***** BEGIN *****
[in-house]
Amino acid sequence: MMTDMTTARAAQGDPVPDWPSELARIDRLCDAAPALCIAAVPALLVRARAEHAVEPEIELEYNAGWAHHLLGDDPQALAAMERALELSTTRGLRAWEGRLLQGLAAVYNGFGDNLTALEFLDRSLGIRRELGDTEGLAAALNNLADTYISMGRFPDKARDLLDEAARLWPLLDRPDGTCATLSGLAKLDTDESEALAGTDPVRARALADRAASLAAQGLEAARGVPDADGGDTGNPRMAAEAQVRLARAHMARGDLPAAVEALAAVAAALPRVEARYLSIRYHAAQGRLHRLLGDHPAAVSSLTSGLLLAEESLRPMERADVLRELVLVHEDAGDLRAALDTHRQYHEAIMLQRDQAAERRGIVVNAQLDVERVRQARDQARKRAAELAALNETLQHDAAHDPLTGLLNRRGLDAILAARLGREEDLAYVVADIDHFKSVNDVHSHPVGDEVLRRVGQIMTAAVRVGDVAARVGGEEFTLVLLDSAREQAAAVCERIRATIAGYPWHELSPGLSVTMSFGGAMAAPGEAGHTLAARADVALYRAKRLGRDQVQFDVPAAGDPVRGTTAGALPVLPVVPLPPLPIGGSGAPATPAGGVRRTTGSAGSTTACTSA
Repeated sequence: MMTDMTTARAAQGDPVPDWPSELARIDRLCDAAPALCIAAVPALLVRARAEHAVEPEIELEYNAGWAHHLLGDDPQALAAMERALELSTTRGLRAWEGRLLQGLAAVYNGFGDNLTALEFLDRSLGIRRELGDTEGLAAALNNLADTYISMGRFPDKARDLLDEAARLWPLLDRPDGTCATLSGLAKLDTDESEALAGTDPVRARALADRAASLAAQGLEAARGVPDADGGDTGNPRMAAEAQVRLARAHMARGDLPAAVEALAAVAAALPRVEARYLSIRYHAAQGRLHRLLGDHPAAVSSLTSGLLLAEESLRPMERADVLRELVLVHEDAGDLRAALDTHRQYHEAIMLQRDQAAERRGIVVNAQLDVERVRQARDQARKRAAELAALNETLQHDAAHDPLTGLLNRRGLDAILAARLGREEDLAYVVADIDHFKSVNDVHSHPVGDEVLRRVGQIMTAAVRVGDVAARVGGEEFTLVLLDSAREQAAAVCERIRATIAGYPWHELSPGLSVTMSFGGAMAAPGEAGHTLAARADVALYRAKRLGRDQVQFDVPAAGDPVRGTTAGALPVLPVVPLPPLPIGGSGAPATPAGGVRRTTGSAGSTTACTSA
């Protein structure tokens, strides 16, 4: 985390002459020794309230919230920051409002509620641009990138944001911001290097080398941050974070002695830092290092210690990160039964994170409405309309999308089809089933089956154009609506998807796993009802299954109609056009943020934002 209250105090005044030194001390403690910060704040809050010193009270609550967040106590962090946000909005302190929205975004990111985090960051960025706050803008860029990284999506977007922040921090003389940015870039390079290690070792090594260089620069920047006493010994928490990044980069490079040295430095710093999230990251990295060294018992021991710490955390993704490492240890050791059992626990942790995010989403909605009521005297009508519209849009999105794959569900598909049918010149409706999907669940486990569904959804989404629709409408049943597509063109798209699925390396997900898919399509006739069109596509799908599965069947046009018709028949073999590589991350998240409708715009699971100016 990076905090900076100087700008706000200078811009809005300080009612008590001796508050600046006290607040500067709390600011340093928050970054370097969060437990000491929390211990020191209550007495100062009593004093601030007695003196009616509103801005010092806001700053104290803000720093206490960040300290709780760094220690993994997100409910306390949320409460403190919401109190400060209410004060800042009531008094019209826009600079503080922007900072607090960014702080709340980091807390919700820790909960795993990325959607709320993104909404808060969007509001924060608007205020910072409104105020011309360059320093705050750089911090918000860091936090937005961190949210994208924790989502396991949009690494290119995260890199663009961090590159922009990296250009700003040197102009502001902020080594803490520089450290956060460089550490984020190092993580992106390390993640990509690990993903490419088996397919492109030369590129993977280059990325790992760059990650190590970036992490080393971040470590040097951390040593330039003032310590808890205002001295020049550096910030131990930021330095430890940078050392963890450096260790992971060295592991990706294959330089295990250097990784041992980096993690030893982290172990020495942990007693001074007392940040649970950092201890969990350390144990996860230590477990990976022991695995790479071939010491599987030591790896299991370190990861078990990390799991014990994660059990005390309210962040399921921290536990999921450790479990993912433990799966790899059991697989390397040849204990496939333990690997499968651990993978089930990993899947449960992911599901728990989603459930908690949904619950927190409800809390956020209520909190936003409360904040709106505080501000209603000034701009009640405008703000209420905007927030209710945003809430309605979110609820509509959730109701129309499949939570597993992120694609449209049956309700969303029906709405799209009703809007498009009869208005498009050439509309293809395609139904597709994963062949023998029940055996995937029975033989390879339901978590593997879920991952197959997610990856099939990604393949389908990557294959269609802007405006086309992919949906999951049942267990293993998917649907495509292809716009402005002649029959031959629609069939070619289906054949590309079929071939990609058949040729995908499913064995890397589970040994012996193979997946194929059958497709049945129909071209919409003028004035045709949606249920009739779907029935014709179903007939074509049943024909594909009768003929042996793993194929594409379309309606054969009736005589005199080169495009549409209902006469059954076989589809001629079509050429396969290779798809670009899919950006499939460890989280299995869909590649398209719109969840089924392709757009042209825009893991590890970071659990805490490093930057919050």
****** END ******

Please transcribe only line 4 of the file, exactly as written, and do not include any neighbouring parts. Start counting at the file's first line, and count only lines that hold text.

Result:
């Protein structure tokens, strides 16, 4: 985390002459020794309230919230920051409002509620641009990138944001911001290097080398941050974070002695830092290092210690990160039964994170409405309309999308089809089933089956154009609506998807796993009802299954109609056009943020934002 209250105090005044030194001390403690910060704040809050010193009270609550967040106590962090946000909005302190929205975004990111985090960051960025706050803008860029990284999506977007922040921090003389940015870039390079290690070792090594260089620069920047006493010994928490990044980069490079040295430095710093999230990251990295060294018992021991710490955390993704490492240890050791059992626990942790995010989403909605009521005297009508519209849009999105794959569900598909049918010149409706999907669940486990569904959804989404629709409408049943597509063109798209699925390396997900898919399509006739069109596509799908599965069947046009018709028949073999590589991350998240409708715009699971100016 990076905090900076100087700008706000200078811009809005300080009612008590001796508050600046006290607040500067709390600011340093928050970054370097969060437990000491929390211990020191209550007495100062009593004093601030007695003196009616509103801005010092806001700053104290803000720093206490960040300290709780760094220690993994997100409910306390949320409460403190919401109190400060209410004060800042009531008094019209826009600079503080922007900072607090960014702080709340980091807390919700820790909960795993990325959607709320993104909404808060969007509001924060608007205020910072409104105020011309360059320093705050750089911090918000860091936090937005961190949210994208924790989502396991949009690494290119995260890199663009961090590159922009990296250009700003040197102009502001902020080594803490520089450290956060460089550490984020190092993580992106390390993640990509690990993903490419088996397919492109030369590129993977280059990325790992760059990650190590970036992490080393971040470590040097951390040593330039003032310590808890205002001295020049550096910030131990930021330095430890940078050392963890450096260790992971060295592991990706294959330089295990250097990784041992980096993690030893982290172990020495942990007693001074007392940040649970950092201890969990350390144990996860230590477990990976022991695995790479071939010491599987030591790896299991370190990861078990990390799991014990994660059990005390309210962040399921921290536990999921450790479990993912433990799966790899059991697989390397040849204990496939333990690997499968651990993978089930990993899947449960992911599901728990989603459930908690949904619950927190409800809390956020209520909190936003409360904040709106505080501000209603000034701009009640405008703000209420905007927030209710945003809430309605979110609820509509959730109701129309499949939570597993992120694609449209049956309700969303029906709405799209009703809007498009009869208005498009050439509309293809395609139904597709994963062949023998029940055996995937029975033989390879339901978590593997879920991952197959997610990856099939990604393949389908990557294959269609802007405006086309992919949906999951049942267990293993998917649907495509292809716009402005002649029959031959629609069939070619289906054949590309079929071939990609058949040729995908499913064995890397589970040994012996193979997946194929059958497709049945129909071209919409003028004035045709949606249920009739779907029935014709179903007939074509049943024909594909009768003929042996793993194929594409379309309606054969009736005589005199080169495009549409209902006469059954076989589809001629079509050429396969290779798809670009899919950006499939460890989280299995869909590649398209719109969840089924392709757009042209825009893991590890970071659990805490490093930057919050």